More than a decade ago, the most talented actor I’ve ever known gave up acting. She needed to transition, and her acting career was the hardest thing she had to give up, but she didn’t want to be a pony show, a novelty, gag casting. She had played so many amazing roles – Henry V, Algernon, The Chocolate Cream Soldier, even Larry Foreman – and despite what people think about acting, playing men on stage requires a lot of gender. She couldn’t grow her nails or her hair or go on hormones that would change her face or physique too much. She squeaked by for a few years by starting her own theatre company with friends and colleagues, and without much of a thought, came out as trans in The New York Times while doing so.
(Honestly, I still remember when she came home from doing the photo and interview for the story, because I remember saying, “You did what?” “I came out.” “In The Times?” “Well I figured since your book is in Walmart, how much more out could I get?” Turns out: quite a lot more.)
So when Jeffrey Tambor said this at the Emmys last night, I thought two things: I am glad things are changing so that people like my wife don’t feel that they have to give up their careers in order to be who they are.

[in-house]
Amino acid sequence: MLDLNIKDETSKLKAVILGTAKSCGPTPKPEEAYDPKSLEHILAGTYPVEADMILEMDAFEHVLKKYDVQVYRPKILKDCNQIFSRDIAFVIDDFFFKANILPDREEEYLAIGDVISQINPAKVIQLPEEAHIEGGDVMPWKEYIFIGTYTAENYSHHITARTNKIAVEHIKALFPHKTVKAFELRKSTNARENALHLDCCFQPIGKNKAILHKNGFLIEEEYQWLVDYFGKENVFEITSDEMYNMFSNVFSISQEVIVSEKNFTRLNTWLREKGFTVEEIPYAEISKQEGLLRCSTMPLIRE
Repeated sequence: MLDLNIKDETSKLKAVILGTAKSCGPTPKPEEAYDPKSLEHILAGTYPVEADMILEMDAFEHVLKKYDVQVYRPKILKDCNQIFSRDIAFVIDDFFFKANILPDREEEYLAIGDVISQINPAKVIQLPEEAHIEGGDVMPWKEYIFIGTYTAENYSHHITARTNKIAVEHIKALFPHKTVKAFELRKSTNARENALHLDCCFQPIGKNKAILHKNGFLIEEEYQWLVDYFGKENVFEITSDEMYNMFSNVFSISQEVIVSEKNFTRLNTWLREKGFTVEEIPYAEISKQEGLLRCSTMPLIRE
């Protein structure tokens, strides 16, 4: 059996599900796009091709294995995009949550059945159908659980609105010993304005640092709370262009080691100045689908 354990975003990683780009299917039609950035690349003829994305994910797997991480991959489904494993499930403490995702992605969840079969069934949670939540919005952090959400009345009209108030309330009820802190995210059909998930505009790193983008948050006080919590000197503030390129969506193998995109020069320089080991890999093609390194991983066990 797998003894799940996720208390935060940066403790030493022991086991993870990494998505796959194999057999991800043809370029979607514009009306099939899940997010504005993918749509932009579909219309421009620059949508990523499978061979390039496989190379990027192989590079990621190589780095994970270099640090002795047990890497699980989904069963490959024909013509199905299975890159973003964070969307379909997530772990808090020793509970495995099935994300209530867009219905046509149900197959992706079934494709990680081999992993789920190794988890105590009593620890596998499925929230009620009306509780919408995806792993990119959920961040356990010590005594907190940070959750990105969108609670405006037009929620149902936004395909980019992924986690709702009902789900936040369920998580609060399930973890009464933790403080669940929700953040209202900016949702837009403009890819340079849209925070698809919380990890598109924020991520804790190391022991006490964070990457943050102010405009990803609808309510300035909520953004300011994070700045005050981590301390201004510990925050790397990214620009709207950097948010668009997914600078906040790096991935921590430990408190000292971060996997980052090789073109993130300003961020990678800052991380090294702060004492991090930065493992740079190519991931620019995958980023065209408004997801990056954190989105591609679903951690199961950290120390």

Now, listen to me. … I’m not going to say this beautifully. But to you people out there, you producers and network owners, and agents, and you creative sparks, please give transgender talent a chance. Give them auditions. Give them their story. Do that. And also, one more thing: I would not be unhappy were I the last cisgender male to play a female transgender on television. We have work to do. I love you.
I also thought: those of us who come to work with you and know your stories almost always become your biggest supporters, and that doesn’t surprise me even a little.
We have been lucky and willing to leap: so much so that she took a part in a film this past year, and finally, after years of not going to see theatre and really trying hard not to think about acting at all, she is back to knowing that she is better at acting than at everything else.
I’ll add another thing: when I first wrote my books, a lot of people thought I should sell the rights, but often that came with my own suspicions about letting anyone else tell our story. We knew what it was like to deal with TV producers who wanted to cast us as tragic, and we were rejected by Oprah for being a little too urban and a little too weird. And we wanted our story told not by people who would see us as foolish or crazy or sex-crazed but only by people who would tell the story itself, not sell us as exotic or exploit us. So of course we didn’t sell the film rights – how could we, in the environment that existed a decade ago? So that other piece that Tambor said, about letting trans people have their stories, is as important a part of what he said as the piece about actors. There is a reason that the best media – print, film, video – has trans people and trans family members involved.
These are good stories, and we are good storytellers, and it’s about fucking time that someone paid some attention to that.